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Credibility of Content

Donna Rouner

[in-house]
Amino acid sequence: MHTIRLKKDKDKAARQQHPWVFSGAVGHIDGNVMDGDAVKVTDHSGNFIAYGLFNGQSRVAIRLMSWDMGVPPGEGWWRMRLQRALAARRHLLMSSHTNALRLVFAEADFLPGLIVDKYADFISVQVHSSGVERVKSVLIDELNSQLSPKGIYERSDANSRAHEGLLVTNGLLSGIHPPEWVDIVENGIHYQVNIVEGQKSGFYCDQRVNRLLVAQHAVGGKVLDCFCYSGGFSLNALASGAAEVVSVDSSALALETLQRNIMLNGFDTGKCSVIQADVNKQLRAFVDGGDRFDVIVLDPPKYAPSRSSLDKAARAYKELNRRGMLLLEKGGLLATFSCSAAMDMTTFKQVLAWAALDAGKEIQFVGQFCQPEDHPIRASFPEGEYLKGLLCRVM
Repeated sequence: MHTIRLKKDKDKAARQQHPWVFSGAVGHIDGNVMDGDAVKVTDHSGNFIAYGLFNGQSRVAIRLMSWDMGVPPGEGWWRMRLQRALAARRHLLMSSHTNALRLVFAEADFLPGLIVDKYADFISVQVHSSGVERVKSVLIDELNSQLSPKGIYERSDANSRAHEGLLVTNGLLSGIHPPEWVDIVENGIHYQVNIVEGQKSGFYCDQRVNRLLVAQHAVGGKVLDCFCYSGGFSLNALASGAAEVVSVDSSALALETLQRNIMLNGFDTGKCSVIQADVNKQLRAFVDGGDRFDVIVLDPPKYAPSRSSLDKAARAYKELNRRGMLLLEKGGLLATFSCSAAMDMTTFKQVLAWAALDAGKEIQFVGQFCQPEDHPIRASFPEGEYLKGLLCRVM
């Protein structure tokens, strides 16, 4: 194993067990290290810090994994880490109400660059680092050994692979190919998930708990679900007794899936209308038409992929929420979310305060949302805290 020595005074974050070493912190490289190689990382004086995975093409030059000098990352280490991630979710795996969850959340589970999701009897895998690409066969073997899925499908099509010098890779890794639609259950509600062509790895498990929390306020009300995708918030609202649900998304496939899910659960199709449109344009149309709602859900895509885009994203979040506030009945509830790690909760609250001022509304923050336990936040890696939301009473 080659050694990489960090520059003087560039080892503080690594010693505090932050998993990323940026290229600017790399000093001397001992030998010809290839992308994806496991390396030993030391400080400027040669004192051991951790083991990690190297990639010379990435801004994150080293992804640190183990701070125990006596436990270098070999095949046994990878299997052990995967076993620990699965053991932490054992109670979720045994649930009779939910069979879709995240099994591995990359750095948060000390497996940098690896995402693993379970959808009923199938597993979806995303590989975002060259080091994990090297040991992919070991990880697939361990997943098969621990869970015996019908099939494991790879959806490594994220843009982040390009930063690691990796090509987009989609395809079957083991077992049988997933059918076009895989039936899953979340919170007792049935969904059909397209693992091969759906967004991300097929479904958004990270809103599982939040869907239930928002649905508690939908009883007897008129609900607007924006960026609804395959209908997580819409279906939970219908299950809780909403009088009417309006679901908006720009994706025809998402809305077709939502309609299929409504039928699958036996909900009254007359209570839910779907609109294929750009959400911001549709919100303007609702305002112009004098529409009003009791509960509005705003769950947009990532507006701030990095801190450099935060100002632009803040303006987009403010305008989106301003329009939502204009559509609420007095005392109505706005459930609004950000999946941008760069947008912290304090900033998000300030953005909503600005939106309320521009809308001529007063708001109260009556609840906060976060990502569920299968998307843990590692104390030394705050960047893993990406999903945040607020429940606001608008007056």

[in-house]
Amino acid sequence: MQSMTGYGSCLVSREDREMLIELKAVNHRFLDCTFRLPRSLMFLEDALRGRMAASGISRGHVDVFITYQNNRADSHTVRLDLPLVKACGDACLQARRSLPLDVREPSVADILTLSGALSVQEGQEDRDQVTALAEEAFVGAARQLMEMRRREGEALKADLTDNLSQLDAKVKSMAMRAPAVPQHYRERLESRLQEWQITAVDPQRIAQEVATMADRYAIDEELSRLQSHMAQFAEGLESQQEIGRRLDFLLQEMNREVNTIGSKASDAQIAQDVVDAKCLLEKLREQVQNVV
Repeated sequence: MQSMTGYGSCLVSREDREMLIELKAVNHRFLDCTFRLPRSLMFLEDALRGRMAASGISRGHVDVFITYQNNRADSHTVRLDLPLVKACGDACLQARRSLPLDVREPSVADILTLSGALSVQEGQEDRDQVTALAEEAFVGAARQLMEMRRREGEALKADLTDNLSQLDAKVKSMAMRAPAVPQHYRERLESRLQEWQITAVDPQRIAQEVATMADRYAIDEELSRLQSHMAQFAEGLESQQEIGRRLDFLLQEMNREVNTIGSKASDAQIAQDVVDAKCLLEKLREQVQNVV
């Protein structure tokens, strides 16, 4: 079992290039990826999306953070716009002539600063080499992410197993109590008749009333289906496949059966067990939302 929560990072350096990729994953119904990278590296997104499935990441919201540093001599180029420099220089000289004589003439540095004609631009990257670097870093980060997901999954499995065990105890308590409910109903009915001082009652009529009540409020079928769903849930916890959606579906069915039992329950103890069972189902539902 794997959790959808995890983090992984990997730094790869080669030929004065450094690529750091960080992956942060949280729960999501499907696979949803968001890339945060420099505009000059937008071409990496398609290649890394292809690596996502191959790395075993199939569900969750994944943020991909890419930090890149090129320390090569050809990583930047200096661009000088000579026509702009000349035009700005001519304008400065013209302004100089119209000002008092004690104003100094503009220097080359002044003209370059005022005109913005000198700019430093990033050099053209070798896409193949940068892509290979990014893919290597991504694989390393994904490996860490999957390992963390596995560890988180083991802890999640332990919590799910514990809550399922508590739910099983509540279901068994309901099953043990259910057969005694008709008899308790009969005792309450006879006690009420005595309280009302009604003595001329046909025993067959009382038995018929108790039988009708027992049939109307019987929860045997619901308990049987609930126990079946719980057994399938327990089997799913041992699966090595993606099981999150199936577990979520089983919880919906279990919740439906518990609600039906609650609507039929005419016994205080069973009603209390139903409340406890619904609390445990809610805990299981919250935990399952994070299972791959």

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Credibility of messages, studied in the communication, psychology, sociology, political science, and other literatures, is generally defined as a collection of attributes of messages that make the message content or their senders valued relative to the information imparted. The attributes generally refer to either the sources of the messages’ content or the authenticity of their meaning. Perceived source or message credibility, then, is generally defined as a message recipient's recognition and holding of evaluative information about these messages and their sources (→  Exposure to Communication Content ). Perhaps the most noticeable characteristic of information credibility is its source – the individual who reported it, wrote it, or was quoted in messages. This human voice of messages is one of the most studied concepts in communication research. In addition, the institutions associated with the human sources, whether government agencies, private, or not-for-profit, have been found critical in determining credibility, as have the media organizations that bring the information to the message receivers – mass media →  news , →  advertising , entertainment, and sports, in particular ( Berlo et al. 1969 ; Singletary 1976 ). Historically, credibility has been researched almost exclusively in →  Persuasion , which generally studies whether messages or speakers can change people's beliefs, ... log in or subscribe to read full text

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